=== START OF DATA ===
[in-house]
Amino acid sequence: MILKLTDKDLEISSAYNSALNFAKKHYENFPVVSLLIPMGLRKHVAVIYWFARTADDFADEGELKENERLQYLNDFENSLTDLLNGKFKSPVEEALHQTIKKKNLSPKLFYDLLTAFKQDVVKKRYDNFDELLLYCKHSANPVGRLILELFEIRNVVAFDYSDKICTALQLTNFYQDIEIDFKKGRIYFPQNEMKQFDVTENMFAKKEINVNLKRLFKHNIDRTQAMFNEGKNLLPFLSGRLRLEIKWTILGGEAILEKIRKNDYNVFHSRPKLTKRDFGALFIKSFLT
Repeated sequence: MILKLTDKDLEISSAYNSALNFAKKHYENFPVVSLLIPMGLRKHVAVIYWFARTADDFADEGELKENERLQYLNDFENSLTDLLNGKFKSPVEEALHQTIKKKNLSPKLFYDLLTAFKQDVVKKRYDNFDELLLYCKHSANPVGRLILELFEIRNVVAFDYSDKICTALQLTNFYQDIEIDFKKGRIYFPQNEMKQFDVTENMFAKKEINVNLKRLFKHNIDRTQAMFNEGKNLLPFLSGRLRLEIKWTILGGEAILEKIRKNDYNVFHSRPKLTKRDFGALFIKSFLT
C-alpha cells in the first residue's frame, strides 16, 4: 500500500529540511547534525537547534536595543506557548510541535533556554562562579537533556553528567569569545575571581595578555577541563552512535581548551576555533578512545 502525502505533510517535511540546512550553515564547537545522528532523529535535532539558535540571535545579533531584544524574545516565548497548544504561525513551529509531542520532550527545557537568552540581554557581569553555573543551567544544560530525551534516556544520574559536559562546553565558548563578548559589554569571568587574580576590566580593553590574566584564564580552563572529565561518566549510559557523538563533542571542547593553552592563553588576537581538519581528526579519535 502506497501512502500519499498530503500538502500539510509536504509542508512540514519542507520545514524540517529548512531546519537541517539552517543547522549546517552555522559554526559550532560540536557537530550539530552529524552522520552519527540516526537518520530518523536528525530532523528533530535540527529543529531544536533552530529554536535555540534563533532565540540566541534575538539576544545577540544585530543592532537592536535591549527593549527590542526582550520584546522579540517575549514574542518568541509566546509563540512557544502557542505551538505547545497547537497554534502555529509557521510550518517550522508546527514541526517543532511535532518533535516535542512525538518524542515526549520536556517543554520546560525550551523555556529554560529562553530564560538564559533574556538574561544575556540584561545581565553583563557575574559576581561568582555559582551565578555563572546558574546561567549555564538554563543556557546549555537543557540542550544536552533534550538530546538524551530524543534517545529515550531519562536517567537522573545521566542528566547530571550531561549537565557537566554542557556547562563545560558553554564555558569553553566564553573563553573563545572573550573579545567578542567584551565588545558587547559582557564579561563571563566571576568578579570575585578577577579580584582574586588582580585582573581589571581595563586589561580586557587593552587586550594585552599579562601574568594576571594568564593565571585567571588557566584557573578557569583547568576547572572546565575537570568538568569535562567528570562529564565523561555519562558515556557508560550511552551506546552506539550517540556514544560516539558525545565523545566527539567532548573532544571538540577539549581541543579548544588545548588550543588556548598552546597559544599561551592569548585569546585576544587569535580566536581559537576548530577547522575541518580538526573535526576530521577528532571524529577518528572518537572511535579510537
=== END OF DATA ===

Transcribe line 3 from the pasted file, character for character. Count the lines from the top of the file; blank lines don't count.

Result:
Repeated sequence: MILKLTDKDLEISSAYNSALNFAKKHYENFPVVSLLIPMGLRKHVAVIYWFARTADDFADEGELKENERLQYLNDFENSLTDLLNGKFKSPVEEALHQTIKKKNLSPKLFYDLLTAFKQDVVKKRYDNFDELLLYCKHSANPVGRLILELFEIRNVVAFDYSDKICTALQLTNFYQDIEIDFKKGRIYFPQNEMKQFDVTENMFAKKEINVNLKRLFKHNIDRTQAMFNEGKNLLPFLSGRLRLEIKWTILGGEAILEKIRKNDYNVFHSRPKLTKRDFGALFIKSFLT